Vivien Collingwood is an English-language editor and copywriter, and a Dutch-to-English translator. ...
Learn Dutch: Newspapers & Print media in the Netherlands04 March 2014, by Vivien Collingwood
A new year typically starts with resolutions: many of us try to eat healthily, get fit and recycle more. No doubt for many expats in the Netherlands, "improve my Dutch" also features on the list.
With the Dutch being so proficient in English (and so willing to switch to English whenever they hear a foreign accent), learning Dutch can become a struggle that takes years, rather than months.
Why should expats read Dutch news
As seasoned linguists will tell you, the best way to kick-start your Dutch is to ignore those well-meaning English-speakers and use it. And keeping abreast of the Dutch media is a great way to start. Why?
› Small bites
News comes in small doses, for one thing. Reading a short news item or opinion piece is a much less daunting prospect than tackling a 300-page novel. Even if it is the start of the year and you’re feeling optimistic, it pays to be realistic.
› Broader knowledge
Second, it stands to reason that the more you read the Dutch news, the more you learn about where you live.
As an expat with international colleagues, surrounded by global news, it’s easy to drift along in an international bubble where local events and national politics are reduced to background noise.
But the more you understand about what’s going on, the more you become aware of the nuances and intriguing details. In other words, life becomes richer.
› Different perspective
Third, as well as learning about what the Dutch think of themselves, you’ll learn about what the Dutch think of you.
The Dutch press is deeply engaged with what’s happening elsewhere. You’ll often encounter news with a fresh perspective on your home country: the Dutch view on foreign cultural traditions, for example, or the birth of a royal baby.
And when the issue is a Dutch one, such as the recent re-run of the "Zwarte Piet" debate, a fascinating cultural loop develops: what foreigners think about what the Dutch think about what foreigners think of them...
With all that in mind, here's a beginner's guide to the Dutch print media, in the hope of inspiring you to get reading. Starting with the broadsheets, there's a cluster of big-hitters.
› De Volkskrant
De Volkskrant is a left-leaning daily offering quality national and international news and opinion. It’s especially good on social issues and education, and has a great sense of humour (see the spoof Speld column on the back page). The weekend edition has reviews and a colour supplement.
› NRC Handelsblad
NRC Handelsblad is a centre-liberal evening paper that’s more business oriented than De Volkskrant. It has excellent arts and culture coverage, and a great book review section on Fridays. Its little sister, NRC Next, offers a shorter, snappier take on the news.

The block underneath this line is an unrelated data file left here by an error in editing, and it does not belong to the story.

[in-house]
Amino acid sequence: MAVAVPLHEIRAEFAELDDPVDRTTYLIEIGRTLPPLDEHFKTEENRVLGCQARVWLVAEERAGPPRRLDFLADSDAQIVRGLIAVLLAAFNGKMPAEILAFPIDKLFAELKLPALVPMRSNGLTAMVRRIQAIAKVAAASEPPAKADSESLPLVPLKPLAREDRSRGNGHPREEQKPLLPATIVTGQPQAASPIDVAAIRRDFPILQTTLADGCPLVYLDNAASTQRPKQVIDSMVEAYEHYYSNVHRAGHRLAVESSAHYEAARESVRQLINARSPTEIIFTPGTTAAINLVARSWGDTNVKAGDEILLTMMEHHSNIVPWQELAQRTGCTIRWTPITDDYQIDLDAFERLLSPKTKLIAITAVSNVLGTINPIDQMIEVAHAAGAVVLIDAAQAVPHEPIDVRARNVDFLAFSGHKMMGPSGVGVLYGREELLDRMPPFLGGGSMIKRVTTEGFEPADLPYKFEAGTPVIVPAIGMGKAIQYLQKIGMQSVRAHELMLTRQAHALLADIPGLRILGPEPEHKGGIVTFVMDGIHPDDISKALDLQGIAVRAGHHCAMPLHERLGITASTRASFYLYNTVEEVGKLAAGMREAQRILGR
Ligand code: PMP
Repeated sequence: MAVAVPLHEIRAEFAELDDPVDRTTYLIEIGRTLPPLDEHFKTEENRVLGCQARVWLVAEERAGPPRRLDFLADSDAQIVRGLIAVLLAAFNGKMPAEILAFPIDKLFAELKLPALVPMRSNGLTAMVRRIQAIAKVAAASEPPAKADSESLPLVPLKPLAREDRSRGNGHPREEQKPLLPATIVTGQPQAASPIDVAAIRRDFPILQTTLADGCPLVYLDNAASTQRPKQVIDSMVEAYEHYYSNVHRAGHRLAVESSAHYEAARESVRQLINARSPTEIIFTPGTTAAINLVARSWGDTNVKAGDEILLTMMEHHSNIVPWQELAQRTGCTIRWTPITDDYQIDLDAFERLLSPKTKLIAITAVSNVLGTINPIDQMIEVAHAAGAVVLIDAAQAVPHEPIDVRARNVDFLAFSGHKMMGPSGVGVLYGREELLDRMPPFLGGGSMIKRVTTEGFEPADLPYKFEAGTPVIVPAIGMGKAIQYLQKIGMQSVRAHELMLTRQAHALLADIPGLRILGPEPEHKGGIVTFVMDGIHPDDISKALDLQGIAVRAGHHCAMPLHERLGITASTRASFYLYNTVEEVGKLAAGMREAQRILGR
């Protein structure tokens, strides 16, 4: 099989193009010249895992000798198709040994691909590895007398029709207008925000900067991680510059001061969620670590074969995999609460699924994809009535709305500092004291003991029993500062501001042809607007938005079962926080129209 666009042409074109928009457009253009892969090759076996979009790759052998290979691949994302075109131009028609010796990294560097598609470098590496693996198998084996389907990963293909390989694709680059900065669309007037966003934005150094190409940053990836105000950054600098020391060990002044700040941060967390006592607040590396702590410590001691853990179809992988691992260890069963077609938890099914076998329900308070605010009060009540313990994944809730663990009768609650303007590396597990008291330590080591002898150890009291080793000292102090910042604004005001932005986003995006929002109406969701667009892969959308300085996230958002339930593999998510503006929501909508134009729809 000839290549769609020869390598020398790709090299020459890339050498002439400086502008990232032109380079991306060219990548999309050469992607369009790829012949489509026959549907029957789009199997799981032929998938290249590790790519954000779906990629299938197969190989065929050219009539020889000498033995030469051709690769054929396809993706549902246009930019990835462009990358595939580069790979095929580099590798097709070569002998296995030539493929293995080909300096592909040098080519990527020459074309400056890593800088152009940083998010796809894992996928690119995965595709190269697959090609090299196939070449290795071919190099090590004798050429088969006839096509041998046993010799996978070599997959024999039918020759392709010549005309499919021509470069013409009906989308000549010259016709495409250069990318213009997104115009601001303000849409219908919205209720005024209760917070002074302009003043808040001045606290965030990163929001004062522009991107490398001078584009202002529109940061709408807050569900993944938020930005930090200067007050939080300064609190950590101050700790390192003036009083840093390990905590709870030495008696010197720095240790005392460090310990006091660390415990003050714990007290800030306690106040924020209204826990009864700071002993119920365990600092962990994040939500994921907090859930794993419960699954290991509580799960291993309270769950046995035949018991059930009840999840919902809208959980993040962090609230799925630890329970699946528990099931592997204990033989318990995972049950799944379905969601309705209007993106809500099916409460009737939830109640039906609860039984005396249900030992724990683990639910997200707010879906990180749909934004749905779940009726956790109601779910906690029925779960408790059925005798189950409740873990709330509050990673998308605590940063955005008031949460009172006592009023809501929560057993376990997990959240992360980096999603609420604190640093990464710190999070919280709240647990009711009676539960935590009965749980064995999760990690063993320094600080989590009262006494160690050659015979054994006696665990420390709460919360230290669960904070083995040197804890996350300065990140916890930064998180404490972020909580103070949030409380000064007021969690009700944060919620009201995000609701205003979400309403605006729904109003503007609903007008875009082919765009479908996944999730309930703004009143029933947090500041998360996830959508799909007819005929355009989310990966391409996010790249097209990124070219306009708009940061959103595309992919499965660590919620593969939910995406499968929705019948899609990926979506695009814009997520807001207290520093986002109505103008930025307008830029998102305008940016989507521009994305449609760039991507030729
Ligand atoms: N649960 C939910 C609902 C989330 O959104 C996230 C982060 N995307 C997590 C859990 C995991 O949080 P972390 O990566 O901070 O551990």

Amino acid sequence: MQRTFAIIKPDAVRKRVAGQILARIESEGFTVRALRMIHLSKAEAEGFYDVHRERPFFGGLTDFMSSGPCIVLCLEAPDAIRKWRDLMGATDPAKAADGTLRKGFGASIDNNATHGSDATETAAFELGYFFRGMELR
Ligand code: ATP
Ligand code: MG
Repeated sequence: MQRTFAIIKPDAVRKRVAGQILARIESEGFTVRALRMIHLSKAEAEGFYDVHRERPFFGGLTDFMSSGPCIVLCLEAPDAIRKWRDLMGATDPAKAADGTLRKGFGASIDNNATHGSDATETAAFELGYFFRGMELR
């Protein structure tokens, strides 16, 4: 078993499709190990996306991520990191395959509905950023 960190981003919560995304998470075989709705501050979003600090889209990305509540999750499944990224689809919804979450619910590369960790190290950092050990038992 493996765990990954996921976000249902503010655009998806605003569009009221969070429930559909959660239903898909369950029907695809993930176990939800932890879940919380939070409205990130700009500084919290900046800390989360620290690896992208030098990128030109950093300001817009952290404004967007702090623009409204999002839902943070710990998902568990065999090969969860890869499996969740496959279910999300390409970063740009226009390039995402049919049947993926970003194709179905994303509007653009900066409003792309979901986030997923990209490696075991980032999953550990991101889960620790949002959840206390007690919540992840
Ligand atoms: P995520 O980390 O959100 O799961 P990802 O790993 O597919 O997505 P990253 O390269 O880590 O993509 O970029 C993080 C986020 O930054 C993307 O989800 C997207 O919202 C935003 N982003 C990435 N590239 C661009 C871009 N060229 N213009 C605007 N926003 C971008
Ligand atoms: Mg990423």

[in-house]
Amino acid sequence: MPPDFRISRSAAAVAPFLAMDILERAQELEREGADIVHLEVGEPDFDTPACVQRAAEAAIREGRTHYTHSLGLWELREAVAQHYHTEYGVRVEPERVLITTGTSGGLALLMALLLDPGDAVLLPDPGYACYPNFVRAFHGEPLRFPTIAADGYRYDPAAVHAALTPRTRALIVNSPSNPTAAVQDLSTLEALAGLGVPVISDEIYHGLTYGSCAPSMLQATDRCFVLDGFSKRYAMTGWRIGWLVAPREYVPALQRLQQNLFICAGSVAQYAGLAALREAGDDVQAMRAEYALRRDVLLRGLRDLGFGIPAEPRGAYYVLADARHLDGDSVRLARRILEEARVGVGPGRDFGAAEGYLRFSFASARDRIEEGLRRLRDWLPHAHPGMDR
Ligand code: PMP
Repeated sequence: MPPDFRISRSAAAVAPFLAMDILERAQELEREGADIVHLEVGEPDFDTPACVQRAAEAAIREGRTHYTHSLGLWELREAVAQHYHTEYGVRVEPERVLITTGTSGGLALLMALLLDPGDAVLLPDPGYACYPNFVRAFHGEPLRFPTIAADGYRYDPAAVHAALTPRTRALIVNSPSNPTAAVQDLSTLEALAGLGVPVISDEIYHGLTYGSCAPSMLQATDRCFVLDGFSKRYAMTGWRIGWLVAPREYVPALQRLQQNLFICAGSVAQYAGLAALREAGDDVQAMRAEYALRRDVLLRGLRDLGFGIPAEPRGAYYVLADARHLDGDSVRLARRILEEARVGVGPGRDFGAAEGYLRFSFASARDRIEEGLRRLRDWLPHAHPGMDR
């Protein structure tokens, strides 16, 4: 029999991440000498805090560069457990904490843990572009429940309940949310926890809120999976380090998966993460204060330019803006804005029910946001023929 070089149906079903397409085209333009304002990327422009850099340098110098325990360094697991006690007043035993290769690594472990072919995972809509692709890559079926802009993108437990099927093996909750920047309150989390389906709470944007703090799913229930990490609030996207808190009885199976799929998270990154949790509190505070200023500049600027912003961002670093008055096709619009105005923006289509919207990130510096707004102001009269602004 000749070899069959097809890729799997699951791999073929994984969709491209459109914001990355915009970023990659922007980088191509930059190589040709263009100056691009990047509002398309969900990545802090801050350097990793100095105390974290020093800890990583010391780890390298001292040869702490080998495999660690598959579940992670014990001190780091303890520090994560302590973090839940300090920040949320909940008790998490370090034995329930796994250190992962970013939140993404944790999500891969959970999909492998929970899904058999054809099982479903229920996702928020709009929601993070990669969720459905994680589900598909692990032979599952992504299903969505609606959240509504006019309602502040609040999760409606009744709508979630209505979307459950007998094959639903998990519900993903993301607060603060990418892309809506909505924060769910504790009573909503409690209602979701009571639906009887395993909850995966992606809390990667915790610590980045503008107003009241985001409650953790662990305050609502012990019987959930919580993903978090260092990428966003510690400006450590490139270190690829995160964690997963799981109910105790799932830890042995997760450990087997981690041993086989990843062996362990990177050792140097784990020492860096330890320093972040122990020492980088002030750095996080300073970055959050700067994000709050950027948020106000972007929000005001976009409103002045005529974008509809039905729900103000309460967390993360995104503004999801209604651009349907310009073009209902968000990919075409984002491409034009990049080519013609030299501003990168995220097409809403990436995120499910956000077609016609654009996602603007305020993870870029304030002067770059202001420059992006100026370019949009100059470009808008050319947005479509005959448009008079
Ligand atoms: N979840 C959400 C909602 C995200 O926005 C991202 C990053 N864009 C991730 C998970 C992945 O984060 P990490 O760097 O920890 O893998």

› Het Financieele Dagblad
If you’re particularly interested in business, opt for Het Financieele Dagblad (the Dutch equivalent of the Financial Times).
Trouw occupies a special place in Dutch hearts, as it is one of the papers founded by the Resistance during World War Two (the other being Het Parool). It’s often said to be the best paper to read when learning Dutch, as its clear, no-nonsense style is particularly reader-friendly.
With its Protestant roots, it offers a distinctly different, philosophical take on the news. If you want to understand the Dutch, or at least one pillar of Dutch society, this is a great place to start.
Moving on to the tabloids, De Telegraaf offers a Daily Mail-style take on Dutch politics, life and celebrity gossip. If you’re looking for popular culture rather than considered reflection, this is the paper to choose.
Likewise, you’ll find free papers on the train or tram, such as Metro and Spits. Again, these won’t offer much beyond short news or reviews, but they’re great for regular reading and boosting vocabulary.
Monthly Dutch newspapers
Another option is the Dutch news weeklies or monthlies. These offer longer articles on political, social or business issues, like The Economist or Time magazines.
You have a number of choices: Vrij Nederland, Elsevier, HP/De Tijd and De Groene Amsterdammer. It takes more courage to tackle a longer article, so make sure that you’re truly interested in the subject.
News for children
Lastly, a fun option for learners of Dutch is to read a paper for children. One such paper is Kidsweek, which offers a weekly round-up of topical issues in accessible language.
The downside, of course, is that the articles tend to focus on subjects that appeal to children - news items are interspersed with features on boy bands and giant plastic ducks.
You’ve got to start somewhere, though, and children’s papers offer a great way in to reading Dutch without too many tears.
Check the News & Improve your Dutch
Hopefully, this short overview will inspire you to pop a newspaper in your basket next time you’re in the supermarket, next to the karnemelk, hagelslag and pindakaas.
So that along with all those other resolutions, improving your Dutch doesn’t fall by the wayside this year!
Vivien Collingwood works for UvA Talen, the independent language centre of the University of Amsterdam. Their courses are geared toward educated professionals who can benefit from a rapid learning curve. For more information, please comment below or visit their website.